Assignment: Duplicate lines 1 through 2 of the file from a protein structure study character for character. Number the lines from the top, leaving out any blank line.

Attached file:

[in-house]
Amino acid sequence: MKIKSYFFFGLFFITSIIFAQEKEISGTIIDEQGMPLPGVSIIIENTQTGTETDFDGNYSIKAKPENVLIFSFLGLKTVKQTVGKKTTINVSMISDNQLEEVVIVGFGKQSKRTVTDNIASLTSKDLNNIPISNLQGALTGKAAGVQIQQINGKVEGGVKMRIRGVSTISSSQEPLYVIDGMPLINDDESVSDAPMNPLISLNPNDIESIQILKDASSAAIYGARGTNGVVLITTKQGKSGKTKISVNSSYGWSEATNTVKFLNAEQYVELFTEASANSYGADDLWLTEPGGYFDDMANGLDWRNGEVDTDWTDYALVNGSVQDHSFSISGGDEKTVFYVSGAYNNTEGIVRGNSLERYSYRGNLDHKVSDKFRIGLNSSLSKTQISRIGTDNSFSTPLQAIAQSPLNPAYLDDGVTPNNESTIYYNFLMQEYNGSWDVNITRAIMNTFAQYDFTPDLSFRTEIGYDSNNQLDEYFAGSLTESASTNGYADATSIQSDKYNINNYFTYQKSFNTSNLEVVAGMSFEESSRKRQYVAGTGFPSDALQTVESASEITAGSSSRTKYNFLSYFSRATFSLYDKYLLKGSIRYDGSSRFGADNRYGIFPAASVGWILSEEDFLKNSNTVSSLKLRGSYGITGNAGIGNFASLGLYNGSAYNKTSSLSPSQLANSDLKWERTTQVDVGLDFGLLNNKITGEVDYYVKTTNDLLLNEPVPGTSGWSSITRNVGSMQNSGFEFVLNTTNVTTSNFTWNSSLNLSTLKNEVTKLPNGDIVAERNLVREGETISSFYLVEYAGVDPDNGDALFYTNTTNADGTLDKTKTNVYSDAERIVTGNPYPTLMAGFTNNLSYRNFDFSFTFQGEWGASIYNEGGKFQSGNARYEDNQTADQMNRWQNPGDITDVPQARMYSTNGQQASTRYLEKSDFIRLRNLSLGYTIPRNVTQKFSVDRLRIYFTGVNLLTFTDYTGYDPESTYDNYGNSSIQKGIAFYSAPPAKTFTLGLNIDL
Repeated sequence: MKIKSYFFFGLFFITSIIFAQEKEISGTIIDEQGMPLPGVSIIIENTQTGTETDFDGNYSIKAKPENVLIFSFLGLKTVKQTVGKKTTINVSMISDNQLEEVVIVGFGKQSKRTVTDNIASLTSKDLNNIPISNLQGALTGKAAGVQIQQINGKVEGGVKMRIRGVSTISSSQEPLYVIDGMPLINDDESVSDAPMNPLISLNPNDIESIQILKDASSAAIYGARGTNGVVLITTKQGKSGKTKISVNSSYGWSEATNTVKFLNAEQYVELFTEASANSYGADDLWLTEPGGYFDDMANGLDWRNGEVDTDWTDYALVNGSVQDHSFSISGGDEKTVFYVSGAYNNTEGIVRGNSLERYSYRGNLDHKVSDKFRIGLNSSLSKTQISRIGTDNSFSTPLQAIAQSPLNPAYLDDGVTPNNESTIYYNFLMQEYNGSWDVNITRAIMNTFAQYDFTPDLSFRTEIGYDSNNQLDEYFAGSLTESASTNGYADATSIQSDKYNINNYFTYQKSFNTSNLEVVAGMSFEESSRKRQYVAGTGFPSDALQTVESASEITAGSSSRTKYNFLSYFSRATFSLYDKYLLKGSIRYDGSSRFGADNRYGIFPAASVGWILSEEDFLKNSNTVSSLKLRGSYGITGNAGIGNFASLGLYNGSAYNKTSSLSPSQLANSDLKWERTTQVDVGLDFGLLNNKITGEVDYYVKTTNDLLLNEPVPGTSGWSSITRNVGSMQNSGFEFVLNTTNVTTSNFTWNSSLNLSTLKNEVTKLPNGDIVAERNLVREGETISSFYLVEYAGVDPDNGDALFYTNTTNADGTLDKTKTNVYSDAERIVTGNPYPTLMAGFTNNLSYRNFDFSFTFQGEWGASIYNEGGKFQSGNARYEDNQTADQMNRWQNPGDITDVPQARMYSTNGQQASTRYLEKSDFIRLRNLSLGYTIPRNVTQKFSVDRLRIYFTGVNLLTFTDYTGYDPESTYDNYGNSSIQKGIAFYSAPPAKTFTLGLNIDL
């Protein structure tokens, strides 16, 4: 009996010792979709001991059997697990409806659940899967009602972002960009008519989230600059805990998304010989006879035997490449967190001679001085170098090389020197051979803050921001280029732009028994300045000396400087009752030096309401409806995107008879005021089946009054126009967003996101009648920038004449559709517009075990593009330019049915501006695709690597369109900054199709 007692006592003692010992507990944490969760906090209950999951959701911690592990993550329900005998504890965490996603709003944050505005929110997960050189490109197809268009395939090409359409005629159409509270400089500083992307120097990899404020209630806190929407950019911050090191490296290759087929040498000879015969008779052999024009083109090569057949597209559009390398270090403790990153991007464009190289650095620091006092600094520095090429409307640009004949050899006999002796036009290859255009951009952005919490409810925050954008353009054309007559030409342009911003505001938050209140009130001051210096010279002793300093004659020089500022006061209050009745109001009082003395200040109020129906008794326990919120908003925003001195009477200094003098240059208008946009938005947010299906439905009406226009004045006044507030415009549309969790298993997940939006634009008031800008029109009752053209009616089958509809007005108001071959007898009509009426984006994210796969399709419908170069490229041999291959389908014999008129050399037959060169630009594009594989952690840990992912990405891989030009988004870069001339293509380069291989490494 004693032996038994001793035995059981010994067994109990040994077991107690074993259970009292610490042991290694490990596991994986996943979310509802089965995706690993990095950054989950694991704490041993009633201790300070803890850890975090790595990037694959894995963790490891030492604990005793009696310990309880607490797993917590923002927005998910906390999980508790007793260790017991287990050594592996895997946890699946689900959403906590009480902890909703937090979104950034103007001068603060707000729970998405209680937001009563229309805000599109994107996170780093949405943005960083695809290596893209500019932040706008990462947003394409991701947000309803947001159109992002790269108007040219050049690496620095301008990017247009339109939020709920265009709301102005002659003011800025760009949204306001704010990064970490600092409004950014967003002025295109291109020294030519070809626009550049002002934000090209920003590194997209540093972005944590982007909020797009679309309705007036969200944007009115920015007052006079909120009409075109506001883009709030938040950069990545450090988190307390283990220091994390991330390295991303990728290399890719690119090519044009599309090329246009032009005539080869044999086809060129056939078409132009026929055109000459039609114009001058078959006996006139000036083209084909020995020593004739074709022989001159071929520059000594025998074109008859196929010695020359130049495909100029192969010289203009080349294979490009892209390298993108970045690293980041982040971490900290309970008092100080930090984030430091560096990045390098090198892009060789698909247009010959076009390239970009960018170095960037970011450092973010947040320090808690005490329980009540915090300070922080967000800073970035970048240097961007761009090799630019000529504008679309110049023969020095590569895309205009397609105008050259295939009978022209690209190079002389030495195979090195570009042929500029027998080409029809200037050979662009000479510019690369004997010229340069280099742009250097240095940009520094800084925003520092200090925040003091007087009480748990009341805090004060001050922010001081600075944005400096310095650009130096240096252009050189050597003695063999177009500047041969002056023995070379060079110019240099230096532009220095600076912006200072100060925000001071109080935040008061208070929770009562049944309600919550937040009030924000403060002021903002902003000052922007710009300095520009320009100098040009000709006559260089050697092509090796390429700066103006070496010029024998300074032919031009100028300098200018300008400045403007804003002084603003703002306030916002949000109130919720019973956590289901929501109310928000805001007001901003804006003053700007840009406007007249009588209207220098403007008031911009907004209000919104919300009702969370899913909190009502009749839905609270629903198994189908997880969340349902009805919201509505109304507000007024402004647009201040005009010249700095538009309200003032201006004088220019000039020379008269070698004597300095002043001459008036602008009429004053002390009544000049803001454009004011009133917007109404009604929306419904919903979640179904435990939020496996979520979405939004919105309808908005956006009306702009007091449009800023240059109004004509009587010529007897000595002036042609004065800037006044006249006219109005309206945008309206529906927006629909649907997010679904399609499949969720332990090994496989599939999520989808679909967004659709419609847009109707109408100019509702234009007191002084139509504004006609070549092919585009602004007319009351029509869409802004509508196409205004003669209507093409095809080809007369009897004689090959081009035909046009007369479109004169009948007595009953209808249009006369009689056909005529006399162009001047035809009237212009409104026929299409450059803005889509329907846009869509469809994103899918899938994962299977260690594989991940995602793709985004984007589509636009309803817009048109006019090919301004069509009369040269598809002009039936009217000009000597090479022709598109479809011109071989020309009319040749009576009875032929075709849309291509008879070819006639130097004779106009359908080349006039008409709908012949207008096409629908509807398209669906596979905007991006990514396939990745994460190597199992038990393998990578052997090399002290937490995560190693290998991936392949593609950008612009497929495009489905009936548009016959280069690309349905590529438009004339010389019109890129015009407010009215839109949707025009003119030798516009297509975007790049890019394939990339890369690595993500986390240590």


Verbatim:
[in-house]
Amino acid sequence: MKIKSYFFFGLFFITSIIFAQEKEISGTIIDEQGMPLPGVSIIIENTQTGTETDFDGNYSIKAKPENVLIFSFLGLKTVKQTVGKKTTINVSMISDNQLEEVVIVGFGKQSKRTVTDNIASLTSKDLNNIPISNLQGALTGKAAGVQIQQINGKVEGGVKMRIRGVSTISSSQEPLYVIDGMPLINDDESVSDAPMNPLISLNPNDIESIQILKDASSAAIYGARGTNGVVLITTKQGKSGKTKISVNSSYGWSEATNTVKFLNAEQYVELFTEASANSYGADDLWLTEPGGYFDDMANGLDWRNGEVDTDWTDYALVNGSVQDHSFSISGGDEKTVFYVSGAYNNTEGIVRGNSLERYSYRGNLDHKVSDKFRIGLNSSLSKTQISRIGTDNSFSTPLQAIAQSPLNPAYLDDGVTPNNESTIYYNFLMQEYNGSWDVNITRAIMNTFAQYDFTPDLSFRTEIGYDSNNQLDEYFAGSLTESASTNGYADATSIQSDKYNINNYFTYQKSFNTSNLEVVAGMSFEESSRKRQYVAGTGFPSDALQTVESASEITAGSSSRTKYNFLSYFSRATFSLYDKYLLKGSIRYDGSSRFGADNRYGIFPAASVGWILSEEDFLKNSNTVSSLKLRGSYGITGNAGIGNFASLGLYNGSAYNKTSSLSPSQLANSDLKWERTTQVDVGLDFGLLNNKITGEVDYYVKTTNDLLLNEPVPGTSGWSSITRNVGSMQNSGFEFVLNTTNVTTSNFTWNSSLNLSTLKNEVTKLPNGDIVAERNLVREGETISSFYLVEYAGVDPDNGDALFYTNTTNADGTLDKTKTNVYSDAERIVTGNPYPTLMAGFTNNLSYRNFDFSFTFQGEWGASIYNEGGKFQSGNARYEDNQTADQMNRWQNPGDITDVPQARMYSTNGQQASTRYLEKSDFIRLRNLSLGYTIPRNVTQKFSVDRLRIYFTGVNLLTFTDYTGYDPESTYDNYGNSSIQKGIAFYSAPPAKTFTLGLNIDL